Call me an ARchitEct.
November 25th 2019 ; the day I finished the last of the 7 Architectural Record Exams (ARE’s). The weight that fell off my shoulders after this nearly 4-year battle was indescribable!
Ever since I was in middle school, I played this story in my head that I was not a good test taker. Looking back, it’s difficult to know the source of this story, but it has impacted my entire educational experience. As an architectural designer, I always desired to become a licensed architect. As I set off on this long and arduous journey, the tests stood high as my most challenging obstacles. These tests have a pass rate of 48%, so my self-confidence really took a hit as this reality set in.
I was so frustrated, disillusioned, and exhausted with the whole study process ; so much so that, for my last exam (which I failed 3 times), I did everything possible to pass. I changed my diet, kept a log of my study hours, and slept in our spare bedroom so our 4 dogs would not interrupt my sleep. I stuck to my study calendar as if I was preparing for the Olympics, joined an online study group, cleared everything off my calendar for the next 10 weeks and bought every book that was recommended.
Working full time and spending over 20 hours a week studying, and not getting enough exercise, only added to leading an unbalanced life during this time. It is a massive struggle to spend years studying and have to say “no” to everything: social events, hanging out with friends, spending time with family, etc. There were times during this process where I got so sick of studying that cleaning the refrigerator seemed like a vacation.
What I gained during this time was a group of fellow ARE students that became my friends. I signed up for a program called “Bootcamp” started by Michael Riscica at Young Architects. Michael has put together a stellar syllabus and online study group where people can study together, generate mock exams and bounce questions off each other. Having these “bootcampers” to study with has proved invaluable!!
MY “ARE” STUDY STATS:
– 3 years, 11 months (almost another college degree)
– $8000 (a good second hand Prius)
– 2500 hours of studying (that more than one year of full-time employment!)
– 5 hour-long exams (three good movies)
– 7 tests passed
– 14 test taken (50% passing rate)
For my last exam, I studied 10 weeks for a total of 208 hours….that is a part-time job!!
STEPS REQUIRED BEFORE TESTING:
– 4 years of undergraduate school; degree in Environmental Design
– 2 years of Graduate school; Masters in Architecture
– 3500 hours of working under a licensed architect in a variety of categories. This takes most people 3 to 5 years.
Below is a breakdown of the cost to pass all these exams:
PASSING RATE COMPARISON:
An architect is not just someone who provides pretty renderings or floor plans, we actually have to take an obscene amount of exams….more so than any other profession. The passing rate on these exams is around 48%….yes, you read that correctly. Out of 100 people that take the exam only 48 pass! So I fall right in the middle of that bell curve with my 50% passing rate:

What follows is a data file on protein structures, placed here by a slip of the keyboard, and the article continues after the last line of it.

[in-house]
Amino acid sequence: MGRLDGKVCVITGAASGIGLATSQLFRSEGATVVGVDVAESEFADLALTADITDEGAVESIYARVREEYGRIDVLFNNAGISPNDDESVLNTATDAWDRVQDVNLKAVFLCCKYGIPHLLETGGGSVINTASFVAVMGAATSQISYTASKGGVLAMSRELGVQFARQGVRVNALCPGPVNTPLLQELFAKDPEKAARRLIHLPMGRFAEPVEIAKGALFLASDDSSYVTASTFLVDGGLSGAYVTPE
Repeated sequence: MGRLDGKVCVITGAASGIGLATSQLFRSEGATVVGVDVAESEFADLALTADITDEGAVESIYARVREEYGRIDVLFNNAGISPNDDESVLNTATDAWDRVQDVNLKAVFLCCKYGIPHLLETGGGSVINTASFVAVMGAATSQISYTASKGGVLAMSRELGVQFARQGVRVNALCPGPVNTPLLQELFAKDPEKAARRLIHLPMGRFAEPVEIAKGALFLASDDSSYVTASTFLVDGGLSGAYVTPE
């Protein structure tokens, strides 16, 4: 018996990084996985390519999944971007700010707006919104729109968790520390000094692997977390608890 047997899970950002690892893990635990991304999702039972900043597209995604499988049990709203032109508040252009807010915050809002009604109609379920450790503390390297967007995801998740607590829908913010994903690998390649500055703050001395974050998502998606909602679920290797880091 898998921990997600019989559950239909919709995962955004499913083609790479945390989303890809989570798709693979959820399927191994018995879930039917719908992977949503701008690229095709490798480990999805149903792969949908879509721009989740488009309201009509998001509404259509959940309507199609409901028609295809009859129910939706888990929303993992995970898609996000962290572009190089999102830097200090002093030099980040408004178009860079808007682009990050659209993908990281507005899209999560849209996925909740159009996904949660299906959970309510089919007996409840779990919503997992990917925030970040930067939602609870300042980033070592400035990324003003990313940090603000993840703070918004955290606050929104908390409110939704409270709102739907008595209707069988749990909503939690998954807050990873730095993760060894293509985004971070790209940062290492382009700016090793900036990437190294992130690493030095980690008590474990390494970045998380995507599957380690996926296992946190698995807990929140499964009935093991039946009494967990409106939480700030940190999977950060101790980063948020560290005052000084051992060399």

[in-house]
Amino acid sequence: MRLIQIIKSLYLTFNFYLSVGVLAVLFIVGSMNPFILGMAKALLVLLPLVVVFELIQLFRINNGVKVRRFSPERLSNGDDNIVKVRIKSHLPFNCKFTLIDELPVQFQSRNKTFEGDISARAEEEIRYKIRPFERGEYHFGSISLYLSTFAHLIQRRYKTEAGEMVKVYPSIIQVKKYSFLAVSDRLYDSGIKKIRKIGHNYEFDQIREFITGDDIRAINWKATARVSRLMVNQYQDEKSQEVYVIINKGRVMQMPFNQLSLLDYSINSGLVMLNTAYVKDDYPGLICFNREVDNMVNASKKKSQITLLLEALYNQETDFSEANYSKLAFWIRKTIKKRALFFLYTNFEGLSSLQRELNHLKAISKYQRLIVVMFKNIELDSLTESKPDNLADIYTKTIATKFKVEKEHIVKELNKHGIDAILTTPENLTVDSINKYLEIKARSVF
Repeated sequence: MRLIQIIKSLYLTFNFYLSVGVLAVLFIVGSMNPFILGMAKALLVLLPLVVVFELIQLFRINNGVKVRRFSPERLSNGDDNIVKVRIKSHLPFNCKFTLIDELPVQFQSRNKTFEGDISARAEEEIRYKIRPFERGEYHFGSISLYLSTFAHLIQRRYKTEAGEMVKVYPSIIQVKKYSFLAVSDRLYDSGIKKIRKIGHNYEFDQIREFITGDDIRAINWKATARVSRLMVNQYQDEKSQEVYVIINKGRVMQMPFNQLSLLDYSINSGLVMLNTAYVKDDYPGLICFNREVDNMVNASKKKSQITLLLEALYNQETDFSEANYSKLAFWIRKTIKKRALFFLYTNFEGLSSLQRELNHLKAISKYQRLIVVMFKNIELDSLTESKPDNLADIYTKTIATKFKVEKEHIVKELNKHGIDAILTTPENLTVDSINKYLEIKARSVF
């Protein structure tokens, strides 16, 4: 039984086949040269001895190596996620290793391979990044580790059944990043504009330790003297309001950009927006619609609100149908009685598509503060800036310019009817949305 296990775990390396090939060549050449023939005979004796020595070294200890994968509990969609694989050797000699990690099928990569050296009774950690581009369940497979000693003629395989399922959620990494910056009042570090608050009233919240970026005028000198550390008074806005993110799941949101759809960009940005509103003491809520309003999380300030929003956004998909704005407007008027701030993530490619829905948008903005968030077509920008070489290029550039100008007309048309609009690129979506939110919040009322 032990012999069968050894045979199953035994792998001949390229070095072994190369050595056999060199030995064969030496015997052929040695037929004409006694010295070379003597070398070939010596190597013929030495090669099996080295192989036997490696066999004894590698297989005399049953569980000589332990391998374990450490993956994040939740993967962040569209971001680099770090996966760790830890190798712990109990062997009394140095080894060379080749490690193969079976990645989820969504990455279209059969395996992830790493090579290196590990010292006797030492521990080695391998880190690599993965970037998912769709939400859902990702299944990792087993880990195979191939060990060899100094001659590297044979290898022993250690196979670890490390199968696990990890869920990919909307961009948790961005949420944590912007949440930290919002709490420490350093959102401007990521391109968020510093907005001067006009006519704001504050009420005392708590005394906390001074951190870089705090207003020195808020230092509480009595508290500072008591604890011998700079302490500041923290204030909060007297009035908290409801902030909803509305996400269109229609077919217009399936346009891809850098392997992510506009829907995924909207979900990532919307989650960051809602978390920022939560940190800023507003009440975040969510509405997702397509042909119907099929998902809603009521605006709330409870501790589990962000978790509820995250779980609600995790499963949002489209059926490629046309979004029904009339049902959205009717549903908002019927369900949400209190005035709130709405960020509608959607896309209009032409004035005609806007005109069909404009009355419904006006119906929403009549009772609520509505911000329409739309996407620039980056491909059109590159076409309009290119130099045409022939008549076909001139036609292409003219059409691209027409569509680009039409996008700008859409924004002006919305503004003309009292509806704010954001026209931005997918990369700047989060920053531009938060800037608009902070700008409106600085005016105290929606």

– Bar exam for attorneys, passing rate: 60% – 80% (depending on the state)
– The medical exam for doctors, passing rate: 78% (nationwide)
– Mechanical, electrical, plumbing engineering exam: 69%
What is crazy is that architects are expected to know an insane amount of information for these exams such as mechanical system sizing, duct size calculations, beam deflection, shear allowances, modulus of elasticity calculations, copper piping requirements, electrical power requirements, and calculations….have I lost you yet? It sounds like a syllabus for an engineering class, right?!.
In the real world, architects hire engineers to do all these calculations. We have structural, mechanical, electrical and plumbing, civil, and acoustical engineers. In fact, the jurisdictions that review construction documents and issue building permits require engineers to stamp and sign their drawings.
Why do Architects have to know all the engineering information?
Part of an architect’s responsibility is to coordinate all the engineering disciplines and their systems to make sure they fit into a building. Furthermore, architects need to make sure that all pieces of the puzzle fit. We need to have comprehensive discussions with the engineers when coordinating all the parts and pieces and be able to suggest alternatives.
Although this was an incredibly challenging experience, the professional and personal rewards are profoundly gratifying. Looking ahead, I look forward to the added responsibilities at WORKSHOP8, a place I value and hold in high regard.
Thanks for Reading!
I have to thank my lovely wife, Monika, who took on so much of our daily chores around the house, walking our 4 dogs and putting up with me when I was grumpy. I also want to thank all my coworkers who picked up the slack when I disappeared over lunch every day to study. I owe a big thank you to Michael Riscica and the bootcampers in my group for the great program and study help! Last but not least my bosses and friends Joseph and Brandy; they gave me the freedom to take days off and study over lunch and put in the minimum 40 hours a week.
Marcel van Garderen | Almost Architect (just waiting on DORA to assign me my license number)!!